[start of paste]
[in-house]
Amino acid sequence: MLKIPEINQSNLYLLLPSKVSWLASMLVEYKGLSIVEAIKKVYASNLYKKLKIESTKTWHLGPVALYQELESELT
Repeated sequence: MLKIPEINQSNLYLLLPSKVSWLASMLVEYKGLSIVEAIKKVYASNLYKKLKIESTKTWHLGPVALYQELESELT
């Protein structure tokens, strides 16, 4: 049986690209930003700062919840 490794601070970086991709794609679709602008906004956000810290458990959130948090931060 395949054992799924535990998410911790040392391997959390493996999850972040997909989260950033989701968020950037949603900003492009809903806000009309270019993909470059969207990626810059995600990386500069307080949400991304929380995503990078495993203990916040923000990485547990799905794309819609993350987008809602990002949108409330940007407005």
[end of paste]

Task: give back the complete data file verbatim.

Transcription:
[in-house]
Amino acid sequence: MLKIPEINQSNLYLLLPSKVSWLASMLVEYKGLSIVEAIKKVYASNLYKKLKIESTKTWHLGPVALYQELESELT
Repeated sequence: MLKIPEINQSNLYLLLPSKVSWLASMLVEYKGLSIVEAIKKVYASNLYKKLKIESTKTWHLGPVALYQELESELT
């Protein structure tokens, strides 16, 4: 049986690209930003700062919840 490794601070970086991709794609679709602008906004956000810290458990959130948090931060 395949054992799924535990998410911790040392391997959390493996999850972040997909989260950033989701968020950037949603900003492009809903806000009309270019993909470059969207990626810059995600990386500069307080949400991304929380995503990078495993203990916040923000990485547990799905794309819609993350987008809602990002949108409330940007407005």